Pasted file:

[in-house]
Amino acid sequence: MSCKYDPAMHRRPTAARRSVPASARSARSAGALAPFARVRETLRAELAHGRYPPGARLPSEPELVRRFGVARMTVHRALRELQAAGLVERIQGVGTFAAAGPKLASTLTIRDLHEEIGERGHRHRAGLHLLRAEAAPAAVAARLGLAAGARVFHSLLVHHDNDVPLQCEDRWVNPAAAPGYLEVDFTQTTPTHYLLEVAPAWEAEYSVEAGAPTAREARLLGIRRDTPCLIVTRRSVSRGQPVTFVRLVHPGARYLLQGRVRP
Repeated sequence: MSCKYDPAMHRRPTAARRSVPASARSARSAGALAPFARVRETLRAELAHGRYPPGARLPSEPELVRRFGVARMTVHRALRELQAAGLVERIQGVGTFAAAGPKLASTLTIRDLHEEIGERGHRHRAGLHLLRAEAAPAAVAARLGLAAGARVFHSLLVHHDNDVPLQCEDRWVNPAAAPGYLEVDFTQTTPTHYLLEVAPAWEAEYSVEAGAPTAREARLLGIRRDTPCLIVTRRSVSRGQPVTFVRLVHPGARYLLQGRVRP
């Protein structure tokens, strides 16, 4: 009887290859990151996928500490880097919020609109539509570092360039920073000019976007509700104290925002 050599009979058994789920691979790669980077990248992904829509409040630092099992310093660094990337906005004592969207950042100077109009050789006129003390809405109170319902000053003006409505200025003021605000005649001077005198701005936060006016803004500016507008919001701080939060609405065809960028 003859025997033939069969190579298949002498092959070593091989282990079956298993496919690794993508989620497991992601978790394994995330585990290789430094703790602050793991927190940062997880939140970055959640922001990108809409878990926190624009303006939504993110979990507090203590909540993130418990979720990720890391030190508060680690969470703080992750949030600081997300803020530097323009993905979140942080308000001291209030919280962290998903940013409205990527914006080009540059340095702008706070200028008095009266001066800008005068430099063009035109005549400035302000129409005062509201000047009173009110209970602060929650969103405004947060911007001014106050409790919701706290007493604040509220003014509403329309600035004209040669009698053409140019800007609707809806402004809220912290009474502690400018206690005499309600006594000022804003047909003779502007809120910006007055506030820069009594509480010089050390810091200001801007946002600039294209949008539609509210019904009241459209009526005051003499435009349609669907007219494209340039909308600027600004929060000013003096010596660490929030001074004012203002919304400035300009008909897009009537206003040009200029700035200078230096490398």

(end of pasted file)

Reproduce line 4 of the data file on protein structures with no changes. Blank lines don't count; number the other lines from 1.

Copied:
């Protein structure tokens, strides 16, 4: 009887290859990151996928500490880097919020609109539509570092360039920073000019976007509700104290925002 050599009979058994789920691979790669980077990248992904829509409040630092099992310093660094990337906005004592969207950042100077109009050789006129003390809405109170319902000053003006409505200025003021605000005649001077005198701005936060006016803004500016507008919001701080939060609405065809960028 003859025997033939069969190579298949002498092959070593091989282990079956298993496919690794993508989620497991992601978790394994995330585990290789430094703790602050793991927190940062997880939140970055959640922001990108809409878990926190624009303006939504993110979990507090203590909540993130418990979720990720890391030190508060680690969470703080992750949030600081997300803020530097323009993905979140942080308000001291209030919280962290998903940013409205990527914006080009540059340095702008706070200028008095009266001066800008005068430099063009035109005549400035302000129409005062509201000047009173009110209970602060929650969103405004947060911007001014106050409790919701706290007493604040509220003014509403329309600035004209040669009698053409140019800007609707809806402004809220912290009474502690400018206690005499309600006594000022804003047909003779502007809120910006007055506030820069009594509480010089050390810091200001801007946002600039294209949008539609509210019904009241459209009526005051003499435009349609669907007219494209340039909308600027600004929060000013003096010596660490929030001074004012203002919304400035300009008909897009009537206003040009200029700035200078230096490398």